After the fly out, we spent the rest of the morning driving slowly around the Bosque del Apache National Wildlife Refuge wildlife loop. We used our car as a blind since it was still cold, and we were seeing quite a lot right along the road. A meadowlark with plumped feathers posed for a portrait.

A coyote crossed the road and continued to follow its nose. We never did see what the animal smelled.

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A lesser goldfinch was eating seeds. The refuge leaves a lot of standing seed plants for birds like these.

A pair of white crowned sparrows watched us from a snag.

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The sandhill cranes were in the fields – enjoying the bounty of the refuge provides. Historically more of the cranes continued to Mexico but the Bosque’s management program provides reliable food for them through the winter…and the cranes stay.

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We found our way back around to the flight deck ponds and got out to watch the birds on the water. We watched the mergansers, other ducks and snow geese. Something startled the snow geese and they all flew away except for one that was struggling in the water. At first, I thought it was somehow stuck in the mud because the bird seemed to be trying to take off. Then it had a muscle spasm and moved its head to point to the sky in an awkward way. Within a minute the bird was still. Later in the afternoon I found out that the bird had probably died of avian cholera. The snow geese on the refuge are plagued by this disease and the refuge managers collect carcasses as quickly as possible to control the infection, but it’s a challenge with the birds being in such proximity to each other on the ponds. There are instances where birds have died in flight.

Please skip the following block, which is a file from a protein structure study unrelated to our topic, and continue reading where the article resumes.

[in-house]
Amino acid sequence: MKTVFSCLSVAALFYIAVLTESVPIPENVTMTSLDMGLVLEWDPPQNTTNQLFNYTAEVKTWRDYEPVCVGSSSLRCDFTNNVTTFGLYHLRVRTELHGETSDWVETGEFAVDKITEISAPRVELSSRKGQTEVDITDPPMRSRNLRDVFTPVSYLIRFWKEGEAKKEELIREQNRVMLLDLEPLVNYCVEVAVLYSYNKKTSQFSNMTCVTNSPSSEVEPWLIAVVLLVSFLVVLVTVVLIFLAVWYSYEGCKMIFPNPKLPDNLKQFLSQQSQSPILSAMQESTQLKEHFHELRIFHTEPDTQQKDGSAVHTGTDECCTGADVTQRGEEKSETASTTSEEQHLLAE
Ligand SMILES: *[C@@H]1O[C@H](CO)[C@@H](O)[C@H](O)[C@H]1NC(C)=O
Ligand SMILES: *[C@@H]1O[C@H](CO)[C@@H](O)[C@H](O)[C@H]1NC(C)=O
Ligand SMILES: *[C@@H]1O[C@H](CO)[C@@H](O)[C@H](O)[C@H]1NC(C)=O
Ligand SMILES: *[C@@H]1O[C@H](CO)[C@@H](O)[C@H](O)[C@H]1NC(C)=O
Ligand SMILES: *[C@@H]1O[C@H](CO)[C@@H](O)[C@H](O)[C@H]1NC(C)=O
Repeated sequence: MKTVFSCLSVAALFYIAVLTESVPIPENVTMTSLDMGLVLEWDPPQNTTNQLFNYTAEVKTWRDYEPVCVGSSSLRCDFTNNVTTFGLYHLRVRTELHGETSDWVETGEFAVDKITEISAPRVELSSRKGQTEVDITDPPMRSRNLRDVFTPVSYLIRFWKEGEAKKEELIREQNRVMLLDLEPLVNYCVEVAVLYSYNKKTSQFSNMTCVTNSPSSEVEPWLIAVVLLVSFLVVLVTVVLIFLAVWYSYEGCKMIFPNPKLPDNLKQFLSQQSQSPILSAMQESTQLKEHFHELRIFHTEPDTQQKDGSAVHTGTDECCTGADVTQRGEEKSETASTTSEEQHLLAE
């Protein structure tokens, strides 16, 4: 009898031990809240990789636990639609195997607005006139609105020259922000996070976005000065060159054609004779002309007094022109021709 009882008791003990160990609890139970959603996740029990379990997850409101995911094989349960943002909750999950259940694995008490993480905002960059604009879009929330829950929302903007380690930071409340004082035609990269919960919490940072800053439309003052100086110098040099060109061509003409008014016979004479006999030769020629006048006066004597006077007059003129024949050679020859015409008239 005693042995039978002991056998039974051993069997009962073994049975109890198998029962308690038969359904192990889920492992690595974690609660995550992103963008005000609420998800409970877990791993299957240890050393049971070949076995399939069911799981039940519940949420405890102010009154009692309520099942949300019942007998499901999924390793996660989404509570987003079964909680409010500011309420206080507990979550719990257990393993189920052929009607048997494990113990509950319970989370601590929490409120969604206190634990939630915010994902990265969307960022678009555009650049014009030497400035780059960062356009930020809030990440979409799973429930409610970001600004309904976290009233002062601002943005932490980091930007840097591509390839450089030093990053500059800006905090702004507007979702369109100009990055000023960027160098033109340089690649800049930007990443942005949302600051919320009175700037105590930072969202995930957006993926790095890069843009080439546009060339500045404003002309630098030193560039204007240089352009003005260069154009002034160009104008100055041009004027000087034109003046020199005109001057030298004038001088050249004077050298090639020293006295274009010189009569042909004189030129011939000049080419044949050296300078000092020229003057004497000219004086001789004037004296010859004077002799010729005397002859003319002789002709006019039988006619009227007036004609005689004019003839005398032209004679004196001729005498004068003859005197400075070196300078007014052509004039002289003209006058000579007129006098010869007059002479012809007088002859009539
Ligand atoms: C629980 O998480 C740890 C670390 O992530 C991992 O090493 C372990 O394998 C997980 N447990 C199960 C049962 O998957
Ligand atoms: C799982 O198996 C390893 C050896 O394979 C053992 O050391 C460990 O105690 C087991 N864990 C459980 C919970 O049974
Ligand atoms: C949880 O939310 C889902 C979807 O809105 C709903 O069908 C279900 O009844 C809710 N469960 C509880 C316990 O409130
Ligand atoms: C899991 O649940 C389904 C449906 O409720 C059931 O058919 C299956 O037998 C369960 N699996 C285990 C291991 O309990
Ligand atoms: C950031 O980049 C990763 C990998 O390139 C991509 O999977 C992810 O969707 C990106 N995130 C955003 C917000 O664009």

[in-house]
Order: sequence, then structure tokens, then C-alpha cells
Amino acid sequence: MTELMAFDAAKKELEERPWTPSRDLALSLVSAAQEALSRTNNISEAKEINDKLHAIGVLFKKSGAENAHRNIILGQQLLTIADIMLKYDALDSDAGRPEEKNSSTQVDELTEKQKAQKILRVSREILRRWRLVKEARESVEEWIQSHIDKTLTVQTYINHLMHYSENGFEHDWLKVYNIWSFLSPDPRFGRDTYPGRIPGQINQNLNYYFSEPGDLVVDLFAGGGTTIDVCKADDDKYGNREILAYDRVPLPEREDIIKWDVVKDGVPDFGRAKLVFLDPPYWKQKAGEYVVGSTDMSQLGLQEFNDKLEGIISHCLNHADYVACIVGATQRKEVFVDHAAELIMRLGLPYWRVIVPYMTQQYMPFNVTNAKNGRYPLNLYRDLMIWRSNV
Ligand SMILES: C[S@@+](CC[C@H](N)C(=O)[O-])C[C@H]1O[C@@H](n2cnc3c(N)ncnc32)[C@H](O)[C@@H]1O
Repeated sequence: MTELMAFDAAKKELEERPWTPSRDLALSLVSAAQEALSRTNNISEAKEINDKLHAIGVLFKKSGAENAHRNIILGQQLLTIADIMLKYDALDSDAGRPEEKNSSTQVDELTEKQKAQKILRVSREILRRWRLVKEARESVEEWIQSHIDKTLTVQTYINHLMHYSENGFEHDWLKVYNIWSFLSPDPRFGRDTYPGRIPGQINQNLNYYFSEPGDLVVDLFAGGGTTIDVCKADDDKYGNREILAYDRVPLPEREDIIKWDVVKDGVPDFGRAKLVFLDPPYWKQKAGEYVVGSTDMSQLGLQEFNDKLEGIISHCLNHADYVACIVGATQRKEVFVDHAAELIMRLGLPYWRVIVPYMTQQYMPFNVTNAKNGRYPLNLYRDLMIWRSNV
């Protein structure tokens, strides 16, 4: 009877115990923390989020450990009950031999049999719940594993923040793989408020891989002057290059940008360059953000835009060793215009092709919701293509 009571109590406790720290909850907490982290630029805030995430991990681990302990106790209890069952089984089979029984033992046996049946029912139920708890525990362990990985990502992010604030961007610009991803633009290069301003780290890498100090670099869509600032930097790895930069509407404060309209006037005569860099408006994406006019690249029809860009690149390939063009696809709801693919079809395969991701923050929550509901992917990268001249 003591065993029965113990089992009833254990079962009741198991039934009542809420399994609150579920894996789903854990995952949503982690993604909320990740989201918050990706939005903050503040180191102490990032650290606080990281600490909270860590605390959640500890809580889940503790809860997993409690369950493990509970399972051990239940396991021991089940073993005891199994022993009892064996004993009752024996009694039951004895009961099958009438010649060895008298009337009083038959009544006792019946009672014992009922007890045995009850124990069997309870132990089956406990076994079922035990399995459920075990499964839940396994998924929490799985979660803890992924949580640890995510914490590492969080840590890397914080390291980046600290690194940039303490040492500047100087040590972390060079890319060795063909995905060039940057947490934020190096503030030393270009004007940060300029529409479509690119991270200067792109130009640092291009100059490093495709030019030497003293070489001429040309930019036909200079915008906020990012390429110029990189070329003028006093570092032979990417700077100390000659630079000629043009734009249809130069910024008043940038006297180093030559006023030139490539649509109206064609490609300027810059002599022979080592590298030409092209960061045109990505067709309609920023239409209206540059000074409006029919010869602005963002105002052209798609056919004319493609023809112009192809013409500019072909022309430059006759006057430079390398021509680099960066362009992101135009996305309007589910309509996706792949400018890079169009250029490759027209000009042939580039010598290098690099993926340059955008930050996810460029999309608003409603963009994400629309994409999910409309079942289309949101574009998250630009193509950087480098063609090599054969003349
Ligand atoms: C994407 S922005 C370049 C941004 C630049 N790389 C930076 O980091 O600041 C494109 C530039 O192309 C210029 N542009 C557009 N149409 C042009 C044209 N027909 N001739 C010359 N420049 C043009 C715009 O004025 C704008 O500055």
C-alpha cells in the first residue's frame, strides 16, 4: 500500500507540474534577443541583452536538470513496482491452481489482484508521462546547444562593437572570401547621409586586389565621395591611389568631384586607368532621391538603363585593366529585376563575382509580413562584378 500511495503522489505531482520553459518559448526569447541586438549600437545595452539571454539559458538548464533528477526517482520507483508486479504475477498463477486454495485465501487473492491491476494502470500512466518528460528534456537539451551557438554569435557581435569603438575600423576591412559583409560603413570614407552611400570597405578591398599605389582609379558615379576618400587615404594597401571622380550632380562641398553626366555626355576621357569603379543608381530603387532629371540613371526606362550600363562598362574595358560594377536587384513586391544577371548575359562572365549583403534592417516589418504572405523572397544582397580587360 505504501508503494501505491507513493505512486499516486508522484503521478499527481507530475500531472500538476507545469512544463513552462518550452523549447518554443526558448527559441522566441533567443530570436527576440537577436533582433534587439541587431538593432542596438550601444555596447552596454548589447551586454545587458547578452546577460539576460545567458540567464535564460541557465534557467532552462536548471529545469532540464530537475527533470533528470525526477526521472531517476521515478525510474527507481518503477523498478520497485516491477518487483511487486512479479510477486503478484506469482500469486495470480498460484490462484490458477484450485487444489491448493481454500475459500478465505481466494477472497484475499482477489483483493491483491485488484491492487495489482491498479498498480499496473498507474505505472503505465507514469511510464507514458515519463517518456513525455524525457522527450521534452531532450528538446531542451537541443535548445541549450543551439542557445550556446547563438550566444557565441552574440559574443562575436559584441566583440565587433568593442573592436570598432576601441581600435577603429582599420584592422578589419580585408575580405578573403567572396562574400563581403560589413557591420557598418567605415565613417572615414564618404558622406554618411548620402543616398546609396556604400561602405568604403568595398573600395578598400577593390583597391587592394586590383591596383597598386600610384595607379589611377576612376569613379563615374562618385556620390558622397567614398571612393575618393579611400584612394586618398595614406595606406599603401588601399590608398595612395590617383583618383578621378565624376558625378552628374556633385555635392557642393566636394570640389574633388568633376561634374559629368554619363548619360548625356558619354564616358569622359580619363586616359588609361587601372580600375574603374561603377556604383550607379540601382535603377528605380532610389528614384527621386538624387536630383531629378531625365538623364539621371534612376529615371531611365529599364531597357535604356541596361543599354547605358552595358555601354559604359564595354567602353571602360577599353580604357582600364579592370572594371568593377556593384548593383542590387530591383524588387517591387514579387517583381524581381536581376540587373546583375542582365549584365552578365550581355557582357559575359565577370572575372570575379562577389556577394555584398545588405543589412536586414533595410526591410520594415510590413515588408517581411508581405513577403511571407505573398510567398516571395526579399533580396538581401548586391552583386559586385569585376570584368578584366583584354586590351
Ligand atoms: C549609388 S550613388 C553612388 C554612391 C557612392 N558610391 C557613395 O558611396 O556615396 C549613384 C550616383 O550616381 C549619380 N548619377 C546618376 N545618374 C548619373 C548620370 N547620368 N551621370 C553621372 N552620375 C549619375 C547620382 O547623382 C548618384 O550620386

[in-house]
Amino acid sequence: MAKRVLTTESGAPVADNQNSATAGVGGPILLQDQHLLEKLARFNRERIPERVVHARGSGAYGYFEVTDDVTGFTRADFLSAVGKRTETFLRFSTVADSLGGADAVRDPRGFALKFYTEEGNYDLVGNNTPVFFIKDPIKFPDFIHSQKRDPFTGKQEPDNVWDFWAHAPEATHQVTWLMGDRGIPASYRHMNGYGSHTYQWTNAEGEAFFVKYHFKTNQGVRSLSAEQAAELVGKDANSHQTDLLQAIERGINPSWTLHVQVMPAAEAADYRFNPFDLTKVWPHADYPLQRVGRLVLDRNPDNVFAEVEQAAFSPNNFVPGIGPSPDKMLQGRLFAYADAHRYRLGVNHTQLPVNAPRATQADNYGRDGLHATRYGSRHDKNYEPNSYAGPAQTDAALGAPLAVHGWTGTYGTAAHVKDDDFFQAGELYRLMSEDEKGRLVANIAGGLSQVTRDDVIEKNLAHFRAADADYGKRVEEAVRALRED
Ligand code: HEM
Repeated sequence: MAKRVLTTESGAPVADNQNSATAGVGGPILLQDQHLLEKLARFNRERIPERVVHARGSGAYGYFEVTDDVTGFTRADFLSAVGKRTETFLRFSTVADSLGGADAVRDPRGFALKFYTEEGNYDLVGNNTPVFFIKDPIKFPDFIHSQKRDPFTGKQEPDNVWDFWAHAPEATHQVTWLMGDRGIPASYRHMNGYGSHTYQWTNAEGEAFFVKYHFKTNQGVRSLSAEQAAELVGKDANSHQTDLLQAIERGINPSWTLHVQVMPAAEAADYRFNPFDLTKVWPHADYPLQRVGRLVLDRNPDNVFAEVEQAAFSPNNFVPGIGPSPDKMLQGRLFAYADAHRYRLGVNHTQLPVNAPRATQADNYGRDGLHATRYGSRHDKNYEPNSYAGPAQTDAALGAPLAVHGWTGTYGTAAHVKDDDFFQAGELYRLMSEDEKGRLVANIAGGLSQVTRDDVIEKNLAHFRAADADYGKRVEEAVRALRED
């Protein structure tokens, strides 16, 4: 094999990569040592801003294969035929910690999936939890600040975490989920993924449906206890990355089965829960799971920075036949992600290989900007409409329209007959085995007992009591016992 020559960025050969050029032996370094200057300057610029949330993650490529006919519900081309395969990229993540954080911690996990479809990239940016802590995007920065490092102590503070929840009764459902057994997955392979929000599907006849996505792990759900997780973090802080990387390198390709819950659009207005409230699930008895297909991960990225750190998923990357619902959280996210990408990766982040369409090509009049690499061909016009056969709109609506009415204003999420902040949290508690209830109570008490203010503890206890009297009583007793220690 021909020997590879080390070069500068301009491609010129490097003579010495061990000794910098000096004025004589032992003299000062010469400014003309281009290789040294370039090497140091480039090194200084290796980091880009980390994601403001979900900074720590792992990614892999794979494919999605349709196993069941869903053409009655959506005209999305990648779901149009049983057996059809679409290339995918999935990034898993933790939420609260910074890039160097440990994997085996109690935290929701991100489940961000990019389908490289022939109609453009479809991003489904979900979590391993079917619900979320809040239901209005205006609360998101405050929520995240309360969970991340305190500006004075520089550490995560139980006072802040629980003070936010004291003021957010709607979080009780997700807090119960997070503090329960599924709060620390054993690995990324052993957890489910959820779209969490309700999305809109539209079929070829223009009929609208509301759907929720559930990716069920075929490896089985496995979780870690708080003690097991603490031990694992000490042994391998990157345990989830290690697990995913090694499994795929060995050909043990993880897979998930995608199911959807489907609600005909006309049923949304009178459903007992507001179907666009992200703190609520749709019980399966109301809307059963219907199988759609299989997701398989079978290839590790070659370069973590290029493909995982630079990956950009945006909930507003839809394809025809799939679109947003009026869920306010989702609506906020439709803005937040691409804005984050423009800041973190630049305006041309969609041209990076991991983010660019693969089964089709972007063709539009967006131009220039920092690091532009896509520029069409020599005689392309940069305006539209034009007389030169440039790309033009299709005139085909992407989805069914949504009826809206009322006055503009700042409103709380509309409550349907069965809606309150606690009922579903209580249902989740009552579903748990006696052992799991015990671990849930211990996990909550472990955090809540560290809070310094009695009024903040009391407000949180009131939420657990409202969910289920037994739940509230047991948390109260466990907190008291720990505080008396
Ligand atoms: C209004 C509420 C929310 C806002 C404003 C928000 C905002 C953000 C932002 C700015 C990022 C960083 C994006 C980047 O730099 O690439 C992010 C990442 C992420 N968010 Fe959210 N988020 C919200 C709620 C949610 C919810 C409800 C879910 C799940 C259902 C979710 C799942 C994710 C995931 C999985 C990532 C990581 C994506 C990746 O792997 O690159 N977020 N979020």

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It was a rather sad end to the drive around the wildlife loop but thought provoking. Refuges are not safe havens from disease and they are limited enough in size that congregations of birds are larger than they might have been before the diversion of the Rio Grande for other uses.

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Festival of the Cranes – part 10

We got up early for the last day of the Festival of the Cranes at Bosque del Apache National Wildlife Refuge to see the flyout. There were more clouds on the east horizon than in previous days. They made for deeper color of the sunrise.

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The water around the sandhill cranes that were just beginning to move around was tinged pink.

A few begin flying away but most of them stayed put.

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It was a cold morning and a thin layer of ice had formed on the water. I took a series of pictures of a crane carefully walking and breaking through the ice.